Exercise and sports in women srimanti

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2nd and 3rd September 2011,a General Lecture Theatre, Dr Chirantan Mandal, Dr Avik Basu, Dr Dipayan Sen Dr Ushnish Adhikari,Dr Srimanti Bhattacharya, Dr Shubham Presided by Dr Arnab Sengupta (Physiology Dept Medical College Kolkata)

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Exercise and sports in women srimanti

  1. 1. EXERCISE AND SPORTS IN WOMEN<br />BY SHREEMANTI BHATTACHARYYA<br />3RD YEAR STUDENT<br />MEDICAL COLLEGE AND HOSPITAL, KOLKATA.<br />
  2. 2. The myth<br />
  3. 3. Myth of the“stronger sex”and“the weaker sex”<br />Women’s sport as reflected in the medical discourse<br />
  4. 4. Physiological differences between male and female athletes<br />
  5. 5. Fat storage<br />Muscle mass<br />Muscle strength<br />Endurance<br />Thermoregulation<br />
  6. 6.
  7. 7. Cardiovascular response <br />
  8. 8. LV end diastolic cavity dimensions<br />
  9. 9. Distribution of maximum lv wall thickness in 738 male athletes and 600 female athletes<br />
  10. 10. Relative impact of different sports on LV cavity dimensions<br />
  11. 11. Metabolic differences between male and female athletes<br />
  12. 12. Basal metabolic rate<br />Active young woman-2400kcal/d<br />Active young man-3000 to 3200kcal/d<br />BMR when calculated in terms of lean muscle mass the difference disappears.<br />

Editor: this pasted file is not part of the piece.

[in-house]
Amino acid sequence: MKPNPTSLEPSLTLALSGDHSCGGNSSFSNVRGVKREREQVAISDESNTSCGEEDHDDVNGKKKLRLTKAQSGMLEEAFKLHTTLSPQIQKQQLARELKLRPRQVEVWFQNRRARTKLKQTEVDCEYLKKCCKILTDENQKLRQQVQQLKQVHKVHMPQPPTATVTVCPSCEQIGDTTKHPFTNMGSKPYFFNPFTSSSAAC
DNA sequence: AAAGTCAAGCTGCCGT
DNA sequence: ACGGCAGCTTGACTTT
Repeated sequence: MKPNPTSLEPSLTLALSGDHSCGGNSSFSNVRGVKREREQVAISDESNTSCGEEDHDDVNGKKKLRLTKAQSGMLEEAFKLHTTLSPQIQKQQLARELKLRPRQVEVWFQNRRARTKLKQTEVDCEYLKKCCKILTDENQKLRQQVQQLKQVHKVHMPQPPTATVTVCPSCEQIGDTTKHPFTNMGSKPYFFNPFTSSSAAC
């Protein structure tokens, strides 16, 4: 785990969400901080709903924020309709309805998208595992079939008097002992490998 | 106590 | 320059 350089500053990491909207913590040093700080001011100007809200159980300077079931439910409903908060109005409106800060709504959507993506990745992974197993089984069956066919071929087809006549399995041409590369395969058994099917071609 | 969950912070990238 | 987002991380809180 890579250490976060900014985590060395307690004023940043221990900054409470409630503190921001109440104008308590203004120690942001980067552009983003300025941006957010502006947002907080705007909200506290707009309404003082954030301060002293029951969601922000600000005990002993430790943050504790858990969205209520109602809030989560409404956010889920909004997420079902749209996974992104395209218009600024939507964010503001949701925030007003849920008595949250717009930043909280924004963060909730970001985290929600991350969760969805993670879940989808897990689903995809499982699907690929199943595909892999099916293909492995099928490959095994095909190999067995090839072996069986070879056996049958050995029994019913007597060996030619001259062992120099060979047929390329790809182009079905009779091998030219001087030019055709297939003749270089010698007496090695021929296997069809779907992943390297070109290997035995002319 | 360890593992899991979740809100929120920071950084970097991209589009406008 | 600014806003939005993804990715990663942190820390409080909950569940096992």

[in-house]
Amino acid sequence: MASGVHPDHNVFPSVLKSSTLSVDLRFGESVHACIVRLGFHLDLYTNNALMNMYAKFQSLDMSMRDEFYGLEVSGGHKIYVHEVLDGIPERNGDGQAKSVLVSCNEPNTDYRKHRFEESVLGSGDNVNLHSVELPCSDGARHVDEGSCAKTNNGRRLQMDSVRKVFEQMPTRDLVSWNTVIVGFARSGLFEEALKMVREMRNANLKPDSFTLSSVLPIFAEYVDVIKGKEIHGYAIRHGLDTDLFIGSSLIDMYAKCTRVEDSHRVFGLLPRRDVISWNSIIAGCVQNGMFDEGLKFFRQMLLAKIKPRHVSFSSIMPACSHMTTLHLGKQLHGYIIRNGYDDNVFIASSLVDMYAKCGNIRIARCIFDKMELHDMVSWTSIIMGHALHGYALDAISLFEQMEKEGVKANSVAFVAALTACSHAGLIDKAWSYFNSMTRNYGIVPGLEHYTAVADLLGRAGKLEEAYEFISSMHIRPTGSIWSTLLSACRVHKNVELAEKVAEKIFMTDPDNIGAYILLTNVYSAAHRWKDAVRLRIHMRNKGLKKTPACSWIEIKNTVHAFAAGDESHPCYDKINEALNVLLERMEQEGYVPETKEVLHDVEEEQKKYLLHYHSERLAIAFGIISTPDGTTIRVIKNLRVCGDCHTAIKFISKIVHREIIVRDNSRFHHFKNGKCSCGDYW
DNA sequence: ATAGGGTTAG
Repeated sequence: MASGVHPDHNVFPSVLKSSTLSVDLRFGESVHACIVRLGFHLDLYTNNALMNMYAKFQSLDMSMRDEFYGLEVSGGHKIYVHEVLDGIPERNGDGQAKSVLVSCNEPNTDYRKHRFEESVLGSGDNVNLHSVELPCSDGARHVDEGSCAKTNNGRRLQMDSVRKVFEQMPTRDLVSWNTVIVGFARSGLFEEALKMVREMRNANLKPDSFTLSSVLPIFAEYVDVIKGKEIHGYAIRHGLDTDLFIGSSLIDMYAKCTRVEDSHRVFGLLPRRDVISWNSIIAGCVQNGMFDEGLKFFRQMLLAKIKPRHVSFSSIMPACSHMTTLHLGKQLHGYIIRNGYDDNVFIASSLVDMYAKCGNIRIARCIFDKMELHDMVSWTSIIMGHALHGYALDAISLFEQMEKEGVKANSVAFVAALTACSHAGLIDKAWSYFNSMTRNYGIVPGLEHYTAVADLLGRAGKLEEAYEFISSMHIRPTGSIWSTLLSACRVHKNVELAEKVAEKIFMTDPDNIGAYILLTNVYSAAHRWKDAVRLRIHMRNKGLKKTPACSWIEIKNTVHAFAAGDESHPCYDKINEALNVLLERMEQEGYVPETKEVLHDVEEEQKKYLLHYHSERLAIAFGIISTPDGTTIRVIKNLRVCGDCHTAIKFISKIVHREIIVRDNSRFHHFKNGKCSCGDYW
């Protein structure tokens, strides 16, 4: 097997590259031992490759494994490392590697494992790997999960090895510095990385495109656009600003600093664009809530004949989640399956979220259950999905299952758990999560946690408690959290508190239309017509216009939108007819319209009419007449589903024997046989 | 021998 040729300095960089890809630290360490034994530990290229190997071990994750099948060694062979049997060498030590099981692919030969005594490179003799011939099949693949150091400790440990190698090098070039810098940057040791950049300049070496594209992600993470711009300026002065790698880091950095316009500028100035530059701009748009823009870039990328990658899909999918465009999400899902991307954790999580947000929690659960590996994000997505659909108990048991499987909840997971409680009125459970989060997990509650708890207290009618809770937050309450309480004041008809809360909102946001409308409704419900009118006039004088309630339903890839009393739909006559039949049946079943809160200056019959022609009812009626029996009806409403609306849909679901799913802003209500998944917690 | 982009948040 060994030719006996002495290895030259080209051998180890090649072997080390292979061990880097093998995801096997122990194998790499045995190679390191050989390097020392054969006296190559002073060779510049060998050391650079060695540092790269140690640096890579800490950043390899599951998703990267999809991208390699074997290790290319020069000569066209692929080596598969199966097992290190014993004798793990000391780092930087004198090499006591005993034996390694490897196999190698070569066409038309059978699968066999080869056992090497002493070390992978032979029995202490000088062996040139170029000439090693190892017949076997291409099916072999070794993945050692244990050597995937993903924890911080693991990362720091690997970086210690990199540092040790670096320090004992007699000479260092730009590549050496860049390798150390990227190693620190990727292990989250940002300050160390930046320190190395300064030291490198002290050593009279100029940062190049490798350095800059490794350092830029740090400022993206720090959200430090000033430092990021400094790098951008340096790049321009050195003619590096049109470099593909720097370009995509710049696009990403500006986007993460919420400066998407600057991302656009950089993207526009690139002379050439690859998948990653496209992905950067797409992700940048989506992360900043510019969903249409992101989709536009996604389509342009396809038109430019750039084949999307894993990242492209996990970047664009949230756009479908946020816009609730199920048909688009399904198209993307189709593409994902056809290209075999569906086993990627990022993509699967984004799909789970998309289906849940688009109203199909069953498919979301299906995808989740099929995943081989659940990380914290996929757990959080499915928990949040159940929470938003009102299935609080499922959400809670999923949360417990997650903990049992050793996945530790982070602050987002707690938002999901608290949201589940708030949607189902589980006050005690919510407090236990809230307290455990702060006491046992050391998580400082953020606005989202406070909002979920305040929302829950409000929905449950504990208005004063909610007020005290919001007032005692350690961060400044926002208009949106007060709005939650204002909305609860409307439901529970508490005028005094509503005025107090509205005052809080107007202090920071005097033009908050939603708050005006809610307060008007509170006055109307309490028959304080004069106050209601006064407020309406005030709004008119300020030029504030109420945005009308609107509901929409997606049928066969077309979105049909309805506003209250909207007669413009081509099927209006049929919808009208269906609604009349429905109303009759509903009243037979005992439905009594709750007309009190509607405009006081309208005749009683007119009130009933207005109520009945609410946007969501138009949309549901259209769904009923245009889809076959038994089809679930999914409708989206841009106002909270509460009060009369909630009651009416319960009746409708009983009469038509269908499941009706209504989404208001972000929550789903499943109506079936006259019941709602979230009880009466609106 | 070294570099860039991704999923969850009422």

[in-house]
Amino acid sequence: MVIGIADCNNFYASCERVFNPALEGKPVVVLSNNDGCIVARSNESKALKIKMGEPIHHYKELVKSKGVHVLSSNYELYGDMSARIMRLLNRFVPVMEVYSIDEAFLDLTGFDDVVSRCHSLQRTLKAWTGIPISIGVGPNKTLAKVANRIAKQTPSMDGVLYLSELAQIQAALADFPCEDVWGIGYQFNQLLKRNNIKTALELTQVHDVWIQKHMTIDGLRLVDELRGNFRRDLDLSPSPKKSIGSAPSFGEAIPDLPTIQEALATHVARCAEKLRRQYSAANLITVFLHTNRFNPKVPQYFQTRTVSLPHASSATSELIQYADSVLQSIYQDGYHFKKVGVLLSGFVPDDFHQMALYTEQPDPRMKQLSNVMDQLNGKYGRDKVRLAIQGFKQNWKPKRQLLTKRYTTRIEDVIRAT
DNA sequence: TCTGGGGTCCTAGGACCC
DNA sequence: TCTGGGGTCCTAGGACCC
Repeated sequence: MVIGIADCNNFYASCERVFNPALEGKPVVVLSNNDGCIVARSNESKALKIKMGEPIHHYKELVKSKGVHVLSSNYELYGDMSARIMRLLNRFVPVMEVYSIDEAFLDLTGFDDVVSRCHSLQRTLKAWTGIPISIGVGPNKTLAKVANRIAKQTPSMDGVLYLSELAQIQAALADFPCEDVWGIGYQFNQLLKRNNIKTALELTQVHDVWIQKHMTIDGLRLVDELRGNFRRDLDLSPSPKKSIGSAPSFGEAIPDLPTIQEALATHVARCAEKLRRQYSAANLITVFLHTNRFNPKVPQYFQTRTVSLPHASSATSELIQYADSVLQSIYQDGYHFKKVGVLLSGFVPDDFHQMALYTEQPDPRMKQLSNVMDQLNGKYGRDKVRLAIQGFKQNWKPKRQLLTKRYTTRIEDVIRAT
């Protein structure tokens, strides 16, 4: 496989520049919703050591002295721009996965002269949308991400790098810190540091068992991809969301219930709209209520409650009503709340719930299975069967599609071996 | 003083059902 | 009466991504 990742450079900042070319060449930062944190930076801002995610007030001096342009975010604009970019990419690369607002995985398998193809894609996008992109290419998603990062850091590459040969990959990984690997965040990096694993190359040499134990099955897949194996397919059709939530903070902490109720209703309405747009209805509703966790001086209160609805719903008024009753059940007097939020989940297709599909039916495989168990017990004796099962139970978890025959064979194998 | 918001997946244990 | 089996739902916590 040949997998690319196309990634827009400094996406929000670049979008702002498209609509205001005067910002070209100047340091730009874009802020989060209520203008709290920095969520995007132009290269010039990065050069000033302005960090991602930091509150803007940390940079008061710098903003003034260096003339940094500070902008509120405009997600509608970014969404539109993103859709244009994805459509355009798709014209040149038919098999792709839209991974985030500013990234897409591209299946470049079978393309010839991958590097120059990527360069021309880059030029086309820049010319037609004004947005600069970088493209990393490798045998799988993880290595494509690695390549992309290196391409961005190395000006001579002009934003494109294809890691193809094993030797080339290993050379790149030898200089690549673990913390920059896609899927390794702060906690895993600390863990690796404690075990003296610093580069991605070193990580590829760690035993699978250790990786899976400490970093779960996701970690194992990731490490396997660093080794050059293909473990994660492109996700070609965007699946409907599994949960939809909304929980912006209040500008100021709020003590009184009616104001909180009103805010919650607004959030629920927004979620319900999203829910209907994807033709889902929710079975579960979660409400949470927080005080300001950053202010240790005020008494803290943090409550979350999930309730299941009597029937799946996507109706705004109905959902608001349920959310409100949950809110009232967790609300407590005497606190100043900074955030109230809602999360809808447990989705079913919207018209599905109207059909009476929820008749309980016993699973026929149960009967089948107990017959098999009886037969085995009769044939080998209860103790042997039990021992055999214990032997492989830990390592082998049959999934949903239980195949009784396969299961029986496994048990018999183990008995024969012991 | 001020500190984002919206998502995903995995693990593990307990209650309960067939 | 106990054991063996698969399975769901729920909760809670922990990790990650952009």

13. 13. Oxygen uptake<br />Women have 10-15% less Hb/100ml of blood.<br />Men have higher levels of arterial-venous oxygen difference <br />Blood Lactate Levels<br /> Women and girls reach elevated venous blood lactate levels at a lower absolute workload.<br />Fat metabolism<br />Women cannot mobilize or utilize fat from adipose tissue better than men.<br />
  14. 14.
  15. 15. Athletic disorders specific to women<br />
  16. 16. Female athlete triad<br />Exercise Effects<br />Energy Drain<br />Eating Disorders<br />Mental Stress<br />Hypothalamic Dysfunction<br />GnRH <br />FSH & LH <br />Oestradiol <br />Progesterone <br />Infertility<br />(temporary)<br />Genetic Factors<br />Reproductive Immaturity<br />Delayed Menarche<br />Short Luteal Phase/Anovulation<br />Oligo/Amenorrhoea<br />Reduced Bone Mass<br />Stress Fractures<br />
  17. 17. Bone mineral Density of the lumber spine and lower limb<br />
  18. 18. Nutrition and the active woman<br />
  19. 19.
  20. 20.
  21. 21.
  22. 22. The pregnant athlete<br />
  23. 23.
  24. 24.
  25. 25. Conclusion<br />As more women undertake serious conditioning and training and gain in international experience, many former “barriers” will fall by the wayside and many “limits” will be exceeded. <br />

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